Natural Horse Management
Horses have been evolving for almost 60 million years in order to survive in their changing surroundings. Whilst our horses are of course domesticated it is important to remember that we have only been domesticating them for around 6000 years and this is very different from evolution.
In evolutionary terms 6000 years is a mere blink of an eye. The horse is still so close to that of its wild ancestors. All we have done is breed for size, shape, colour, athletic abilities and temperament. But the horse is still that same prey animal that evolved 6000 years ago, it just looks a bit different due to domestication.
Horses form close bonds with other herd members for safety reasons, not least to have another pair of eyes to keep a lookout for danger, especially when sleeping. Each time a horse is moved to a new home or sold, they have to start forming attachments all over again.
We owe it to our horses to make their lives as stress free as possible. To do this we need to look at the wild horse ethogram to see how they would live given the choice in the wild.
A herd of feral New Forest Ponies. Look at the spacing between 3 distinct bands, but all the same herd, sharing one water source on a hot day without conflict.
What do horses really need?
Horses need a stable herd. This is the number one priority for every living horse. They will usually form strong attachments to one particular horse. This is essential for horses in the wild because that pair bond helps to keep them safe and well. This is sometimes considered undesirable as they can develop separation anxiety when removed from their pair bond. However, if they have never had multiple owners/homes, this is often not the case.
If they have not been abruptly removed from a herd where they felt safe or weaned early and abruptly, they are usually secure enough to come and go from their herd mates, knowing they will still be there at the end of the day. For others who do suffer from separation anxiety, there are ways of working through their issues with time and patience. There is never an excuse for keeping a herd animal alone. In cases of horses being aggressive to others – this is a human made problem that can usually be resolved.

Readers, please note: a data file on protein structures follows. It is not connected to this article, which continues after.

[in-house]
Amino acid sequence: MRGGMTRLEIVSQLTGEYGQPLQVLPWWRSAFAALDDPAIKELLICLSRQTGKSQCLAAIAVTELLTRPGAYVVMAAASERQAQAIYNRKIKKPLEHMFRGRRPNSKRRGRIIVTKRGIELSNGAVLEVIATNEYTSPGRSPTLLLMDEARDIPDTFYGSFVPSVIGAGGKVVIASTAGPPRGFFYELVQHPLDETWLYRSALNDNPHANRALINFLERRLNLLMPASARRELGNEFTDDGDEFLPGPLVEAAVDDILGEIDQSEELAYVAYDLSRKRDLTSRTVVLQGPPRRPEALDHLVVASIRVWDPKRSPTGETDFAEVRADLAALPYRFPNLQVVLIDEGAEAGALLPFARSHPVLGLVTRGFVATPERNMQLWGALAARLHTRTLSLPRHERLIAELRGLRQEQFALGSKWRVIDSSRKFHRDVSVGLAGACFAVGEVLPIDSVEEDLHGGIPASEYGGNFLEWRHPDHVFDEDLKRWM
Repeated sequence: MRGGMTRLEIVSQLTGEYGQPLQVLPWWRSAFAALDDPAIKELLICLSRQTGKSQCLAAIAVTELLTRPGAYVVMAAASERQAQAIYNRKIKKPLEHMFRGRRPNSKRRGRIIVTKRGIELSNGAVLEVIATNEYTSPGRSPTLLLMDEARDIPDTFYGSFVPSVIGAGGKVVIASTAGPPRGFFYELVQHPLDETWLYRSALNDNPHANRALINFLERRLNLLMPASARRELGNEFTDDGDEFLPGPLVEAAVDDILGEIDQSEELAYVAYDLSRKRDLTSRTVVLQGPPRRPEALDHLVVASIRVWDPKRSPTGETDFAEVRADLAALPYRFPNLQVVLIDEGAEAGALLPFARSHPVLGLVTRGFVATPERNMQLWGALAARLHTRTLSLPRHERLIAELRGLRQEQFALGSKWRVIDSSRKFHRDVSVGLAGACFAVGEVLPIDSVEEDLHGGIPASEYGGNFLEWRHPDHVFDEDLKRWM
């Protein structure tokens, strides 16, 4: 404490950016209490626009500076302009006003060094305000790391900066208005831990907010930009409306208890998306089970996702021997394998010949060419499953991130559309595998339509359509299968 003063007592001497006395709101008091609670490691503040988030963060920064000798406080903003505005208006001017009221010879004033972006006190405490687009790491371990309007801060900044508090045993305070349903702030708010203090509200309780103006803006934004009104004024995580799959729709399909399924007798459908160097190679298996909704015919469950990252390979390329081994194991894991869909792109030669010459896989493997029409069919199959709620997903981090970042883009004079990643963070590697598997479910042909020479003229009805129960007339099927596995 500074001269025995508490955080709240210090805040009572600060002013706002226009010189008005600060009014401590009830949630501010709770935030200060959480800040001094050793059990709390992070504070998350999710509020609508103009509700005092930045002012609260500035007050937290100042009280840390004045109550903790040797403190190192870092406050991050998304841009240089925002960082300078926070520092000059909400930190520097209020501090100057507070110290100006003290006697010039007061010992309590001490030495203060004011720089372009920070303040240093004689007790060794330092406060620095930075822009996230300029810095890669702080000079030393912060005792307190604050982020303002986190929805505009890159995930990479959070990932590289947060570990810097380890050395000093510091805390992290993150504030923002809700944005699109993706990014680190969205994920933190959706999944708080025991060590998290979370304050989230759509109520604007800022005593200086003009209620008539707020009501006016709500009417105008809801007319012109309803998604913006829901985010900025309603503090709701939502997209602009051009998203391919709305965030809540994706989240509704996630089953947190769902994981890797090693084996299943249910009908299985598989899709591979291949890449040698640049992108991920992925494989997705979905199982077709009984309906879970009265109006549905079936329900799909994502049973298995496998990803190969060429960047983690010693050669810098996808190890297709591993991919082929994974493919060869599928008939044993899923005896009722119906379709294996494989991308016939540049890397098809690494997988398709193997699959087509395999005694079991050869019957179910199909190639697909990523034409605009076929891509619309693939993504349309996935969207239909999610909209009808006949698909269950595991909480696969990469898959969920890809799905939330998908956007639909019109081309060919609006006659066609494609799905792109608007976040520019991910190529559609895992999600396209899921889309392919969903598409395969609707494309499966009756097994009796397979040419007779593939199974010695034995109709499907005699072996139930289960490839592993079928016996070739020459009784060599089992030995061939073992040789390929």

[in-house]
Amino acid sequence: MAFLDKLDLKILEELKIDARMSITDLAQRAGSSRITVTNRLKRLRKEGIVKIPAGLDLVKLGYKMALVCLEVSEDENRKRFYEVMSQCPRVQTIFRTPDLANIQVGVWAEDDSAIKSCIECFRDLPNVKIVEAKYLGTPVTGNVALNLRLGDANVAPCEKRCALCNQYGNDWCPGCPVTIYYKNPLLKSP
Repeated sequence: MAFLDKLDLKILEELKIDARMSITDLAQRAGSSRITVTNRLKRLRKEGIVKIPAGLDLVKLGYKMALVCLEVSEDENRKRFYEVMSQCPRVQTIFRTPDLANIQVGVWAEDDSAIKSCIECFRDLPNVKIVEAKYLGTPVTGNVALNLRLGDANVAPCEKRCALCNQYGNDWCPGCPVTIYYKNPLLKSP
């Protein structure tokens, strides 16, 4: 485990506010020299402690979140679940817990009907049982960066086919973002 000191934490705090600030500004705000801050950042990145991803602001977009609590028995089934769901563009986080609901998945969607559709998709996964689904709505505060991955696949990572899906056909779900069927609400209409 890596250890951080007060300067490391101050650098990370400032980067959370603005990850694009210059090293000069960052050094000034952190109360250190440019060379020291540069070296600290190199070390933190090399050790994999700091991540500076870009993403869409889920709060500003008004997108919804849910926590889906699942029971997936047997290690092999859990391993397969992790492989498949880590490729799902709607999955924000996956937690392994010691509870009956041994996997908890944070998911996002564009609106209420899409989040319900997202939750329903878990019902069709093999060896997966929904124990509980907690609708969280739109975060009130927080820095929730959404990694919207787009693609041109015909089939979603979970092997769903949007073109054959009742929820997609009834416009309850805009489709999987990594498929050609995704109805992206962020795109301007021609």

It is of course preferable for horses to live out in their herd for 24 hours of every day. Whilst this might not be possible at all livery centres, it really should be something we are striving for in the future. Where turnout is limited, keeping the entire herd in a large airy barn for part of the day rather than individual stabling is adequate, provided correct steps are taken to introduce the system, especially where there are horses who resource guard.
Horses need to feel safe enough to sleep properly. They must lay out flat to get the essential R.E.M. sleep every day. Often they do not feel safe enough or have the space to do so in a stable.
Wild horses spend 16 – 18 hours a day foraging and browsing a variety of plants and trees.
Giving them browsing opportunities not only fulfils their nutritional needs but also provides mental stimulation and can be naturally rewarding for them.
Please see my BLOG POST on what they can safely eat.
Feeding hay in multiple piles prevents conflict and encourages movement. No haynets!
Horses need an environment that is stimulating enough to prevent boredom. Most large zoos especially those involved with conservation are pretty good at providing enrichment for their animals, but we have catching up to do in the horse world, with most horses living in barren fields or stables with no variety from one day to the next.
Use your imagination to make their environment interesting. Hide food in the field for them to find. Give toys to play with. Keep an eye on my Facebook page for ideas.
Horses need an environment that is stimulating enough to prevent boredom.